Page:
To Nathan Jurgenson, a PhD student in Sociology at the University of Maryland, Chomsky’s comments about the shallowness of social media are neither very deep nor very convincing. Chomsky has always been very good at criticizing old media – at realizing that knowledge is power – and by now dismissing tweeting and texting as trivial, he ends up disqualifying or subjugating as less true, deep or important certain styles of communicating with which he is not himself comfortable.

Social media are used more by some groups than others. Jurgenson refers to a study that shows, for example, that nonwhites and people in the Third World are interacting on the Internet more than others. When Chomsky speaks favourably of printed books and periodical essays, he therefore not only implicitly suggests that nonwhites and those in the Third World are being less deep when they are communicating than their first-world counterparts, according to Jurgenson; he is also dismissing a new and major way of manufactoring dissent. Chomsky should know (with Foucault) that power issues are involved in any claim to knowledge.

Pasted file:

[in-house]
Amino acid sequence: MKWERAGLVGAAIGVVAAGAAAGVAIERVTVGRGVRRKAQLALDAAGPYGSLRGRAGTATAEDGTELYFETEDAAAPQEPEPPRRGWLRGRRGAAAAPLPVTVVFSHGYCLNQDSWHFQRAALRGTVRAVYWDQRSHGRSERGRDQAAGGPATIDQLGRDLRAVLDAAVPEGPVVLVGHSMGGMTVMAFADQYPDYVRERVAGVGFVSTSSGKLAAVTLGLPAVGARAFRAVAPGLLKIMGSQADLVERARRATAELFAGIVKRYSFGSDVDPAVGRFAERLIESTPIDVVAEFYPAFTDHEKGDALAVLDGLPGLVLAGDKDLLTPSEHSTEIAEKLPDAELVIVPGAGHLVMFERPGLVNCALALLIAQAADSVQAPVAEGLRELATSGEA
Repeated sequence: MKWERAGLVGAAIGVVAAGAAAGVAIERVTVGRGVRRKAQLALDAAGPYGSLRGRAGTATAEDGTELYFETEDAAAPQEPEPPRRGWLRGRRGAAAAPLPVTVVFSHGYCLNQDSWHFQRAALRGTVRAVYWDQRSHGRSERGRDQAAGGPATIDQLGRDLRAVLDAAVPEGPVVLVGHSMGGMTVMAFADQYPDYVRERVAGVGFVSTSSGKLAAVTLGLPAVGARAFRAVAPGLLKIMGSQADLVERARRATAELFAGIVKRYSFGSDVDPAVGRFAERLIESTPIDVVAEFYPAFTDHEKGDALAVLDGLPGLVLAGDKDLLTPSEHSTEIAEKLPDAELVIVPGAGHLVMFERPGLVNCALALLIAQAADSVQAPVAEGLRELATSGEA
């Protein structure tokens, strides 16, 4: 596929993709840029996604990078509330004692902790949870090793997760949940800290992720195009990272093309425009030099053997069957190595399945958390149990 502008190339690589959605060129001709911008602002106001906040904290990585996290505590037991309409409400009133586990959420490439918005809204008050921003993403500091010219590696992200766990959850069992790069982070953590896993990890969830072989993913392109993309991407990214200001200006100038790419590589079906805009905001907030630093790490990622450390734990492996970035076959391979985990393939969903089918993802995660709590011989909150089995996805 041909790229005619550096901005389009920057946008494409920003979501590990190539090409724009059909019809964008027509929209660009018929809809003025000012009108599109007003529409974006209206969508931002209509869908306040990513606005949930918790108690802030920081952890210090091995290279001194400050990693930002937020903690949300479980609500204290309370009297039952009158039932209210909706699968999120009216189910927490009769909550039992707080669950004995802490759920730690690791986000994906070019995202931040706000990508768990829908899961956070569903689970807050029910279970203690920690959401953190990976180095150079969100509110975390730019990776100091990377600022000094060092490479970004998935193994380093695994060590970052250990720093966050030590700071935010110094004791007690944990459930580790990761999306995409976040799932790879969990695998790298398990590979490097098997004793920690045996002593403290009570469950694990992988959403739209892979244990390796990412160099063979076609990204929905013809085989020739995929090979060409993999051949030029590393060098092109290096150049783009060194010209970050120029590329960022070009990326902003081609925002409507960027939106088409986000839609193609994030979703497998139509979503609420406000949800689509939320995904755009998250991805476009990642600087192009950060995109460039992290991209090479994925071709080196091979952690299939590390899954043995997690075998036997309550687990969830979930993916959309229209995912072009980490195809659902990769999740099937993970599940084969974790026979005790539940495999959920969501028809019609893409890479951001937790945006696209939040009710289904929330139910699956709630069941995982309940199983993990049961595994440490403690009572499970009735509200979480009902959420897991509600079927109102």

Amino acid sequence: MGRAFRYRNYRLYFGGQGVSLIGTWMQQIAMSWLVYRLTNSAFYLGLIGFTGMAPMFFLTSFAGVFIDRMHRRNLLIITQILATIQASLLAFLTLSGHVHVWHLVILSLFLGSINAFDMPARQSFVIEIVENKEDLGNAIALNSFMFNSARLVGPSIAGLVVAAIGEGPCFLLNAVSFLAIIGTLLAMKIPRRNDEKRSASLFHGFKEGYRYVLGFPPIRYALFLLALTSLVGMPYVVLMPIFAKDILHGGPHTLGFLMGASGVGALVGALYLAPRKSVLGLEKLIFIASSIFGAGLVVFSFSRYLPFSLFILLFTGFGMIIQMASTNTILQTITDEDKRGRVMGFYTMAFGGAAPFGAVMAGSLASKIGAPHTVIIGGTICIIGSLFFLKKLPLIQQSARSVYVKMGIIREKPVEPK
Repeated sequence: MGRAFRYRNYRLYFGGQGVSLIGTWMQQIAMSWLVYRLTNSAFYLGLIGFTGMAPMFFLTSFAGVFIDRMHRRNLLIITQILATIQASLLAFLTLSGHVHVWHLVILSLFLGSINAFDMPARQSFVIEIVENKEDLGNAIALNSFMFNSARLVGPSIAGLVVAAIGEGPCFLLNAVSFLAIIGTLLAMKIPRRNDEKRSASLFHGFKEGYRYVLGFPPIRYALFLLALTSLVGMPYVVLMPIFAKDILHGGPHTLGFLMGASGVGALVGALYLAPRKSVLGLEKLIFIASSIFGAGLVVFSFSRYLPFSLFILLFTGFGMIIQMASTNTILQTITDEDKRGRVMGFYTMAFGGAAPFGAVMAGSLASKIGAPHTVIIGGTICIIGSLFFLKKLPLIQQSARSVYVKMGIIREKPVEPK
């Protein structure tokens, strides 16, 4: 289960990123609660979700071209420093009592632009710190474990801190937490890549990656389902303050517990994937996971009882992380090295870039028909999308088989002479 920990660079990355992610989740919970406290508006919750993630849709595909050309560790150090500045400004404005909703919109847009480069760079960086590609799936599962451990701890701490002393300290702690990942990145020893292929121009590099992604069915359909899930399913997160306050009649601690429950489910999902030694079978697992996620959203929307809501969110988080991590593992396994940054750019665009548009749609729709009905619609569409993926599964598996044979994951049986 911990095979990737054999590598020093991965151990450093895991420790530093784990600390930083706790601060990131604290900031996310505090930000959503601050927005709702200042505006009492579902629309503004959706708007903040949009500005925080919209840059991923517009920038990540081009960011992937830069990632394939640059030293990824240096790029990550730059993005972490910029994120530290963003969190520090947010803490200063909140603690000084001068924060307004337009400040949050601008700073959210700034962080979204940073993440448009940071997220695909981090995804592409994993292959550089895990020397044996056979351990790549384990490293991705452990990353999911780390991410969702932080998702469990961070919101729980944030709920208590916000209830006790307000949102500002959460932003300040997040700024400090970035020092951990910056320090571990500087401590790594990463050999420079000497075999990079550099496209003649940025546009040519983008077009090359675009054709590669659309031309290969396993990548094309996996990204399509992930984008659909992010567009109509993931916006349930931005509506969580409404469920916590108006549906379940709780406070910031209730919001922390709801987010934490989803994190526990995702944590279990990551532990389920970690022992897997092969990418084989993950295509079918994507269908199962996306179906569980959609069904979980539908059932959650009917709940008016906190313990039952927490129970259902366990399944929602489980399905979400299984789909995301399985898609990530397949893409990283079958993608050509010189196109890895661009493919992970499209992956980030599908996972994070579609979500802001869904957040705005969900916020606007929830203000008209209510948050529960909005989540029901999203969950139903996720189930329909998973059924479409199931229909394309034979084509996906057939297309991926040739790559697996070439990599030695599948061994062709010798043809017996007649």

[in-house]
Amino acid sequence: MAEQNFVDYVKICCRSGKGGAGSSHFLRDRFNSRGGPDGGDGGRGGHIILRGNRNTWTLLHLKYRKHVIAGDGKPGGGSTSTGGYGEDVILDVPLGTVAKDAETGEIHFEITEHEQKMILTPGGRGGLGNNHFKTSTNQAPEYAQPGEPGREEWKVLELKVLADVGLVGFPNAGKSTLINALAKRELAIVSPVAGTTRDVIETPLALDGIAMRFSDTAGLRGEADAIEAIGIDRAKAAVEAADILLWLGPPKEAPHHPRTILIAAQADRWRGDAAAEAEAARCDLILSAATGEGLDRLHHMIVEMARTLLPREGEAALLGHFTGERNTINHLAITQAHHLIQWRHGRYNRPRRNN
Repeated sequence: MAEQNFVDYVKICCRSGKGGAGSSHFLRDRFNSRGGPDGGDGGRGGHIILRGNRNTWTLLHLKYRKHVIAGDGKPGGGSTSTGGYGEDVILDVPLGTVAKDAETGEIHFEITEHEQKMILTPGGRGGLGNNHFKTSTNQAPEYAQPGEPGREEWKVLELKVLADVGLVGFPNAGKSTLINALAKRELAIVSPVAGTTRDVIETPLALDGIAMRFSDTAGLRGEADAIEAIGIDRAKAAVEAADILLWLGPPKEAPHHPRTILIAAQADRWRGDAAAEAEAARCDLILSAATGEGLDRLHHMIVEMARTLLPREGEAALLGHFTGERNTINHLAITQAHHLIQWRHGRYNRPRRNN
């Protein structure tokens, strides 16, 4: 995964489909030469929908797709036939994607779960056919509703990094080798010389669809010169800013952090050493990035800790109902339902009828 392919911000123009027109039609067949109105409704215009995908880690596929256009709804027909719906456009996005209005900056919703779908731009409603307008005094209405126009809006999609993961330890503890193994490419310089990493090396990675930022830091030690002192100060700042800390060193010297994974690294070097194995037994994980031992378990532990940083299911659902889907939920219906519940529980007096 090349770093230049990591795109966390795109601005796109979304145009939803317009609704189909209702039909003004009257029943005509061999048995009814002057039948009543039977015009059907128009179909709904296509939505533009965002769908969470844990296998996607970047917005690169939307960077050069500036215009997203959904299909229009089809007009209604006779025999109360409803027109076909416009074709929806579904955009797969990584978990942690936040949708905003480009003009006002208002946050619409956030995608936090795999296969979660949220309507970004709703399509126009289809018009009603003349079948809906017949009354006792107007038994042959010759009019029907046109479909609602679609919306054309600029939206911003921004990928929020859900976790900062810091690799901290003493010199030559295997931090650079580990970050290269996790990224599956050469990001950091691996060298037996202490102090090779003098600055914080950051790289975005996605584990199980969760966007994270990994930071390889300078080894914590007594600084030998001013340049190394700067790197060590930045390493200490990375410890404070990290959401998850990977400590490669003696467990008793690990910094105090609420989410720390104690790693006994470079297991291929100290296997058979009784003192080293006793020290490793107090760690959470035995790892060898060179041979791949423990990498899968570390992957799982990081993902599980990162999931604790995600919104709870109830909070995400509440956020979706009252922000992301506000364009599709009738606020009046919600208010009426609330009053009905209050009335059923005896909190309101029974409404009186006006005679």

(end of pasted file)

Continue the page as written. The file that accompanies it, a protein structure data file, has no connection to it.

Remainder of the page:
But even if we grant Chomsky and other critics of social media that these are more shallow and instantaneous, Jurgenson asks,

the important questions then become: Is instant, digital communication less true? Less worthy? Less valuable? Less linguistically creative? Less politically efficacious?